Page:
Awareness of the potential long-term consequences of the early life gut microbiota development is individual health is increasing, and accumulating evidence indicates a key role for the early gut microbiome in the Developmental Origins of Health and Disease (DOHaD).
The HELMi cohort consists of 1055 healthy term infants born in 2016-2018 mainly at the capital region of Finland, and their parents. The cohort is currently being followed up from pregnancy until 2 years of age, and at 4-5 years. Birth mode, nutrition, and antibiotic intake all are known to affect the development of early life microbiota. Our goal is to broaden the understanding of how families’ lifestyle and care practices as well as the clinical practices e.g. regarding antenatal antibiotic prophylaxis affect the child’s microbiota development. In addition, we study the impact of these exposures and early microbiota features on growth, gastrointestinal and overall health as well as development of diseases, such as allergies.
Early microbiota development is analysed based on frequent fecal sampling from the child (9 samples during 0-24 months). Additionally, parental fecal samples, breast milk samples from the lactating mother and DNA sample from the child have been collected. Extensive metadata from both the child and the parents were collected using electronic questionnaires at weekly to monthly intervals for the first two years to record e.g. nutrition, crying, sleep as well as indoor and outdoor environmental exposures. Illnesses, medication and supplements were recorded continuously. National health care and drug purchase registries will be utilized for objective assessment of the clinical diagnoses and purchase of antibiotics and other drugs that are available only via prescriptions. Child’s cognitive, social and motor development is assessed with standardized questionnaires and additionally the majority of the children underwent cognitive test performed by a psychologist.
At 4-5 year follow up organized in 2020-2022 entailed re-sampling of stools for the child and the parents with extensive questionnaires on gut and overall health, diet etc. Children’s body composition was measured and blood samples were taken for determination of lipids.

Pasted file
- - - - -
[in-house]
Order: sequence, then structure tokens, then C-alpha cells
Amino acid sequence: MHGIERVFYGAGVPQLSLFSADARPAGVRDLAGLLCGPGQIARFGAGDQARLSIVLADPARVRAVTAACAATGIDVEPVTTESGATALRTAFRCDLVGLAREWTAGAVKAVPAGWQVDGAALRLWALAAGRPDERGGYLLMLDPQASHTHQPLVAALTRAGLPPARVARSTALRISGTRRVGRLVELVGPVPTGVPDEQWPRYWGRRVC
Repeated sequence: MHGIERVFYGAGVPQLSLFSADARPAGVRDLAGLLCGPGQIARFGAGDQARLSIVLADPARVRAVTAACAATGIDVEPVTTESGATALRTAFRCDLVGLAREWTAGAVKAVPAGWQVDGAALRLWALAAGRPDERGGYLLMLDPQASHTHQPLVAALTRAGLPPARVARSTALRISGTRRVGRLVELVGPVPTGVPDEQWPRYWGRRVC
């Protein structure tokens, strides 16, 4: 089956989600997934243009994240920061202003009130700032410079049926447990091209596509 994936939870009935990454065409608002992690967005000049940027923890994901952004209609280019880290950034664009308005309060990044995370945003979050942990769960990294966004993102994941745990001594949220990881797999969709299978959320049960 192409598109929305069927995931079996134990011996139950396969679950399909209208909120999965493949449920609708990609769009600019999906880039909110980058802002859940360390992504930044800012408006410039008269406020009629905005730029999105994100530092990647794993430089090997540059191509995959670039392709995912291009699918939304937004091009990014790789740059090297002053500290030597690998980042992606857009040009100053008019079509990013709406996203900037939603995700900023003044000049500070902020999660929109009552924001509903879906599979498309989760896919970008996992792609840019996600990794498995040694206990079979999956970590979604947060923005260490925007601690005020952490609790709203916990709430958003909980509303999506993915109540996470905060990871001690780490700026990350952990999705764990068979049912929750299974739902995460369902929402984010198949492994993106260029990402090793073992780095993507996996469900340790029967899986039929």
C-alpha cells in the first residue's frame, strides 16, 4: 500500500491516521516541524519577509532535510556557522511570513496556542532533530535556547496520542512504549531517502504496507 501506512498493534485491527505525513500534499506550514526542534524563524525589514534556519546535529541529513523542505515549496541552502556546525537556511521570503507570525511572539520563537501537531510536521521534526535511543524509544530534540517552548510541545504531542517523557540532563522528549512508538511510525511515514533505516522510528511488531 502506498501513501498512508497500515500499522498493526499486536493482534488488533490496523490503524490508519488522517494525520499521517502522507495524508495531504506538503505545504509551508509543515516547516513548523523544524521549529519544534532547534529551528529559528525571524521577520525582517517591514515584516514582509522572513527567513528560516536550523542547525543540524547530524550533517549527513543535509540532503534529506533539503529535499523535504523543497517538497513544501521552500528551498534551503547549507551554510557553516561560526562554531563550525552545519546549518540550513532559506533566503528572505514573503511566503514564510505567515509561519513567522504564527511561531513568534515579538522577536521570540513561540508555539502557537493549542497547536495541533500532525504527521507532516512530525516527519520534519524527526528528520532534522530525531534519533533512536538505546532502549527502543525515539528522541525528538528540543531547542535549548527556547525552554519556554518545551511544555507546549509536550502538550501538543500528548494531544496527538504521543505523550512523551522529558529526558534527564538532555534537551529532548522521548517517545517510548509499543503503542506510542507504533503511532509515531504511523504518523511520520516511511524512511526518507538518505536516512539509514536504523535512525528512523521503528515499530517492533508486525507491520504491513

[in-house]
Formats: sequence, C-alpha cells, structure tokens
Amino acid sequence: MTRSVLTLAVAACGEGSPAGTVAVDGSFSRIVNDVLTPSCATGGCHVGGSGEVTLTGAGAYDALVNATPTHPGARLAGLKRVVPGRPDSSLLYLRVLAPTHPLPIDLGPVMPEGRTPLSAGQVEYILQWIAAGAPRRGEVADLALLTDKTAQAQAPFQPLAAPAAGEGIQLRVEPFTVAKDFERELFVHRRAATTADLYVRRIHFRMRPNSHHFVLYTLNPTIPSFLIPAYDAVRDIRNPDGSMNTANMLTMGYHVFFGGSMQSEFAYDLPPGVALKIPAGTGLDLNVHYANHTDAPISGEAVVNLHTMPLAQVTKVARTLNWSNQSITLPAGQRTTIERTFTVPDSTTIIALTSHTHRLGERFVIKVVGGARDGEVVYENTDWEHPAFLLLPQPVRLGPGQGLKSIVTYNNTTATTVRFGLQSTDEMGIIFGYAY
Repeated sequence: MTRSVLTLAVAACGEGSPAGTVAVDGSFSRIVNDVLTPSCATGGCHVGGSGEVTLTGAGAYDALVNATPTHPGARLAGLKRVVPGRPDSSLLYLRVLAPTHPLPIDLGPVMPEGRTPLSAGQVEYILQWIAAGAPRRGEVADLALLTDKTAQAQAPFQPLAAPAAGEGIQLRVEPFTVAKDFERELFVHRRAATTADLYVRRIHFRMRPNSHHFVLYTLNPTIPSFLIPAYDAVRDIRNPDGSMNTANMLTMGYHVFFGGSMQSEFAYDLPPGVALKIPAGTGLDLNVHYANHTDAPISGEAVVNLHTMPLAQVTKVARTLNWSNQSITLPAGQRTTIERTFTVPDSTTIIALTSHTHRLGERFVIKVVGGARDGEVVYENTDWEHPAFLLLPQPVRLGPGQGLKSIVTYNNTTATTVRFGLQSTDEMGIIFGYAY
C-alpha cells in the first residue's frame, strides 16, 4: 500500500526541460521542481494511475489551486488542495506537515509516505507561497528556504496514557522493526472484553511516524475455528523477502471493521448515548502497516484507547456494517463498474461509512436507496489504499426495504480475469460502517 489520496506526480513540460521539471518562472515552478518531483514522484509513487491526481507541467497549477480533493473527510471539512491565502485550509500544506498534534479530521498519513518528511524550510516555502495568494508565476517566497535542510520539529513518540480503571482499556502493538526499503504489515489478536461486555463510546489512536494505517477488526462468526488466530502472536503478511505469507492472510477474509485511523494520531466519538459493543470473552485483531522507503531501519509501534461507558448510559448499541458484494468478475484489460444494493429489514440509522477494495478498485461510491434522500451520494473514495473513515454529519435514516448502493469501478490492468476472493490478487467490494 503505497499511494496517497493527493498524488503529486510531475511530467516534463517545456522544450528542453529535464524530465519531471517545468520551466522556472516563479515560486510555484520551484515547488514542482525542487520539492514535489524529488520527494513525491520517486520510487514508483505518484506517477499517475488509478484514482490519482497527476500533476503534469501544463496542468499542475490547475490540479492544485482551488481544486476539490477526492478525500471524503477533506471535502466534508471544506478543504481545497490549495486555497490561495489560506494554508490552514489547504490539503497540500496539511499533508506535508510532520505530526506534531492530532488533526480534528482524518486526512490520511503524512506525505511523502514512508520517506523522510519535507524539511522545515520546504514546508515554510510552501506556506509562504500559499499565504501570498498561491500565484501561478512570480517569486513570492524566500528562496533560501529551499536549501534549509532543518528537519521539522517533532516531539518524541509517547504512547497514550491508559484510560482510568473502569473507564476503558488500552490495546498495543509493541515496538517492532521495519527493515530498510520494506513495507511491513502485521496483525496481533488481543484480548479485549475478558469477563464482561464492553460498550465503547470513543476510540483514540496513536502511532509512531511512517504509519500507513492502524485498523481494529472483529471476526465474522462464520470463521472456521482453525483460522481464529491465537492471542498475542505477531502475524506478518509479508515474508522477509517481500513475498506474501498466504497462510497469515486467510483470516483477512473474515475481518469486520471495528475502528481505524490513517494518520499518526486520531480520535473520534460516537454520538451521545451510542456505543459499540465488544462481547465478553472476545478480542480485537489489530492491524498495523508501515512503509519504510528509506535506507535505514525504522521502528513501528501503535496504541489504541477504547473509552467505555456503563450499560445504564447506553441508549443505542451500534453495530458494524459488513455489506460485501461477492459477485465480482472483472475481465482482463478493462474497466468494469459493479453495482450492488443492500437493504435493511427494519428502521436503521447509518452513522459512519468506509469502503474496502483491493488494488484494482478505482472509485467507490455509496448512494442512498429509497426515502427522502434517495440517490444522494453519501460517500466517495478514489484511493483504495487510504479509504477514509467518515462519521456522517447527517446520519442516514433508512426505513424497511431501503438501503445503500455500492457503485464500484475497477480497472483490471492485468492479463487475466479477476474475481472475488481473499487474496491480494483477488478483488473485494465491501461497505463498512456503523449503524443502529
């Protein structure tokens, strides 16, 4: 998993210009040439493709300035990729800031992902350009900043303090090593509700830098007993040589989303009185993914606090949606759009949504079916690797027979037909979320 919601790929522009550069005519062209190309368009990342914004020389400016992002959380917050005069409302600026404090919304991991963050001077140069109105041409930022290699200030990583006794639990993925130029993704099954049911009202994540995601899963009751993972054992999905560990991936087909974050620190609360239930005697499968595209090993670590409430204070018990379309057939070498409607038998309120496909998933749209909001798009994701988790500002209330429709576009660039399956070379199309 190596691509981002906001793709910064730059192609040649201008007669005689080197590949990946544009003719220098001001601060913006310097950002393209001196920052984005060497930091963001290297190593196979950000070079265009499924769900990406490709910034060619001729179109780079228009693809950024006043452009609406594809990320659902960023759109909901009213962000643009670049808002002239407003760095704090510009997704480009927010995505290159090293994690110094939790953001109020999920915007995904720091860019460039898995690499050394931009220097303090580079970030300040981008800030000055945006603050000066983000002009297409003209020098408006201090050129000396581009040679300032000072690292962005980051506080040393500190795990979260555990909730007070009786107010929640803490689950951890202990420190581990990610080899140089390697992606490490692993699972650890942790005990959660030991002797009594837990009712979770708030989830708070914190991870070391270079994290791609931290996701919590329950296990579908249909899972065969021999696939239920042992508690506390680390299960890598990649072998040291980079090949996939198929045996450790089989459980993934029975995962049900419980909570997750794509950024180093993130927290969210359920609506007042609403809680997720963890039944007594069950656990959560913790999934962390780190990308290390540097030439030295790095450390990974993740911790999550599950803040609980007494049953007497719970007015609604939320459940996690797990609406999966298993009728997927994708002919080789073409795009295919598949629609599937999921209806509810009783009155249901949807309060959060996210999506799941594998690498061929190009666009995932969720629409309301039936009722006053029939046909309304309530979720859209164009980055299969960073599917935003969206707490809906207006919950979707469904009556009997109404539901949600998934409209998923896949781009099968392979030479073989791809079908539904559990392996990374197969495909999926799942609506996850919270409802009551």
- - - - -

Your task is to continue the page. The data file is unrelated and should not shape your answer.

Being most sensitive to environmental stimuli and most influential on the host physiology, the early microbiota is attainable target to reduce the risk of later disease. We utilize e.g. metagenomic and amplicon sequencing of the intestinal microbiota samples, human milk oligosaccharide profiling of the breastmilk samples, and culture-based isolation, genomic and phenotypic characterization of the early life colonizers. By analyzing and integrating different omics and other data our project will provide fundamental understanding on how infants’ microbiota develop, forming a basis for predicting and (re)directing it to support healthy development and future.
Trial registration number NCT03996304
Principal investigators: Docent Anne Salonen and Professor Willem de Vos, Human Microbiome Research Program, Faculty of Medicine, University of Helsinki, Finland
Responsible MD: Professor Kaija-Leena Kolho, University of Helsinki, Finland
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Funding: Main funders are Business Finland, Academy of Finland and H2020-MSCA-ITN-2018 grant 8144102. Also the Paulo Foundation, Päivikki ja Sakari Sohlberg Foundation, Biocodex Microbiota Foundation, Mary and Geor Ehnrooth Foundation, and Foundation for Nutrition Research grant are acknowledged for support.